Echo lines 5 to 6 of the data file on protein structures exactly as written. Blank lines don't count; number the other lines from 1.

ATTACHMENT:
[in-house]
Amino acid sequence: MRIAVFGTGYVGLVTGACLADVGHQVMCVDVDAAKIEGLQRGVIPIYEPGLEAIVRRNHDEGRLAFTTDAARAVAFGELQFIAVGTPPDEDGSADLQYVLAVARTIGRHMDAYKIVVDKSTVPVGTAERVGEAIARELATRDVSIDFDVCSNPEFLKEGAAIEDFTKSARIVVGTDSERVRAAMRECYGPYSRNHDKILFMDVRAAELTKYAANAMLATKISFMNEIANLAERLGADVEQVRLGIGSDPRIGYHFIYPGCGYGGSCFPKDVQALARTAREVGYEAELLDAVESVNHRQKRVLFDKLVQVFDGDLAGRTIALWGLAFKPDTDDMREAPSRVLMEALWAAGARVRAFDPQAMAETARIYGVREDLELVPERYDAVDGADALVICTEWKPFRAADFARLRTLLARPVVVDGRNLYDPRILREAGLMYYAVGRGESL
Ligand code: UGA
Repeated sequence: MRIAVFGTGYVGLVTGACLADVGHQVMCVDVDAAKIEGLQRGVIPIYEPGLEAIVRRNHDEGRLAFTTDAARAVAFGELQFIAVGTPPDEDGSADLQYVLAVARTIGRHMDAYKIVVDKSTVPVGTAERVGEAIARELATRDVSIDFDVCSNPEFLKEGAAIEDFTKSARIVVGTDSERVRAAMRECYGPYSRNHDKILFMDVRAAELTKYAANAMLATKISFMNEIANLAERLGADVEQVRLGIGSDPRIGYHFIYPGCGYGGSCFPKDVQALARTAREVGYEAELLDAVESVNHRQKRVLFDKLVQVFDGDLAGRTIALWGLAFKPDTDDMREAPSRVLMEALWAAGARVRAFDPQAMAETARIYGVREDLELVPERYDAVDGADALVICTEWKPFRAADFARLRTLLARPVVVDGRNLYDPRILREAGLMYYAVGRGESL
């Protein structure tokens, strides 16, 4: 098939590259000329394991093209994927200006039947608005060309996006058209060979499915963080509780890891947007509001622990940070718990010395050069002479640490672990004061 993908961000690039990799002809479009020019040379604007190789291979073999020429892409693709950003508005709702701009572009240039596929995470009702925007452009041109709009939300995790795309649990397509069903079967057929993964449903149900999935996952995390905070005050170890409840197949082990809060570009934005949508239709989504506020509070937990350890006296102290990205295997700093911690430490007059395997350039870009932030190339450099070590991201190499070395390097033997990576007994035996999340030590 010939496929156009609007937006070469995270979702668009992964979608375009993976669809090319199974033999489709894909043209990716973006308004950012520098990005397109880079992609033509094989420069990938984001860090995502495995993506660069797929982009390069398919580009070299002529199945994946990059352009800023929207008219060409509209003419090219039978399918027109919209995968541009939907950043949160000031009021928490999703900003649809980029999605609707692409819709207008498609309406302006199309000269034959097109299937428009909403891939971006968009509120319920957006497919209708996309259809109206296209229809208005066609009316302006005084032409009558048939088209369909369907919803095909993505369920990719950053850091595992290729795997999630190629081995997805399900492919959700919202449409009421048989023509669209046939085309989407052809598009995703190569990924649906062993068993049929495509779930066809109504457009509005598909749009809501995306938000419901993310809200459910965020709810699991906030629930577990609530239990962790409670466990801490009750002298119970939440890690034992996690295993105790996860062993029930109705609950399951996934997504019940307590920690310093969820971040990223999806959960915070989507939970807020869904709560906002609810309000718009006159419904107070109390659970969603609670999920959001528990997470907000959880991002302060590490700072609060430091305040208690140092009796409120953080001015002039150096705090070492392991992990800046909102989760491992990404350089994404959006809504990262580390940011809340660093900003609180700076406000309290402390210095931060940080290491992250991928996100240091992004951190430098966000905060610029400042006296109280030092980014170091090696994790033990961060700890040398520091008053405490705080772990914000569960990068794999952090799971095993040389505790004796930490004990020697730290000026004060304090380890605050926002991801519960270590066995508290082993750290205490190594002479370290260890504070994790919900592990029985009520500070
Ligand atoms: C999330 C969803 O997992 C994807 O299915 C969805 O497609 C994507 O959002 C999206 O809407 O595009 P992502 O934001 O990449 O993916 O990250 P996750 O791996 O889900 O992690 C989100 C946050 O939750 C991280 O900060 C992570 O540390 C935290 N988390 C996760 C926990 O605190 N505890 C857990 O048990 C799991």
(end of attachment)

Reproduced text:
């Protein structure tokens, strides 16, 4: 098939590259000329394991093209994927200006039947608005060309996006058209060979499915963080509780890891947007509001622990940070718990010395050069002479640490672990004061 993908961000690039990799002809479009020019040379604007190789291979073999020429892409693709950003508005709702701009572009240039596929995470009702925007452009041109709009939300995790795309649990397509069903079967057929993964449903149900999935996952995390905070005050170890409840197949082990809060570009934005949508239709989504506020509070937990350890006296102290990205295997700093911690430490007059395997350039870009932030190339450099070590991201190499070395390097033997990576007994035996999340030590 010939496929156009609007937006070469995270979702668009992964979608375009993976669809090319199974033999489709894909043209990716973006308004950012520098990005397109880079992609033509094989420069990938984001860090995502495995993506660069797929982009390069398919580009070299002529199945994946990059352009800023929207008219060409509209003419090219039978399918027109919209995968541009939907950043949160000031009021928490999703900003649809980029999605609707692409819709207008498609309406302006199309000269034959097109299937428009909403891939971006968009509120319920957006497919209708996309259809109206296209229809208005066609009316302006005084032409009558048939088209369909369907919803095909993505369920990719950053850091595992290729795997999630190629081995997805399900492919959700919202449409009421048989023509669209046939085309989407052809598009995703190569990924649906062993068993049929495509779930066809109504457009509005598909749009809501995306938000419901993310809200459910965020709810699991906030629930577990609530239990962790409670466990801490009750002298119970939440890690034992996690295993105790996860062993029930109705609950399951996934997504019940307590920690310093969820971040990223999806959960915070989507939970807020869904709560906002609810309000718009006159419904107070109390659970969603609670999920959001528990997470907000959880991002302060590490700072609060430091305040208690140092009796409120953080001015002039150096705090070492392991992990800046909102989760491992990404350089994404959006809504990262580390940011809340660093900003609180700076406000309290402390210095931060940080290491992250991928996100240091992004951190430098966000905060610029400042006296109280030092980014170091090696994790033990961060700890040398520091008053405490705080772990914000569960990068794999952090799971095993040389505790004796930490004990020697730290000026004060304090380890605050926002991801519960270590066995508290082993750290205490190594002479370290260890504070994790919900592990029985009520500070
Ligand atoms: C999330 C969803 O997992 C994807 O299915 C969805 O497609 C994507 O959002 C999206 O809407 O595009 P992502 O934001 O990449 O993916 O990250 P996750 O791996 O889900 O992690 C989100 C946050 O939750 C991280 O900060 C992570 O540390 C935290 N988390 C996760 C926990 O605190 N505890 C857990 O048990 C799991």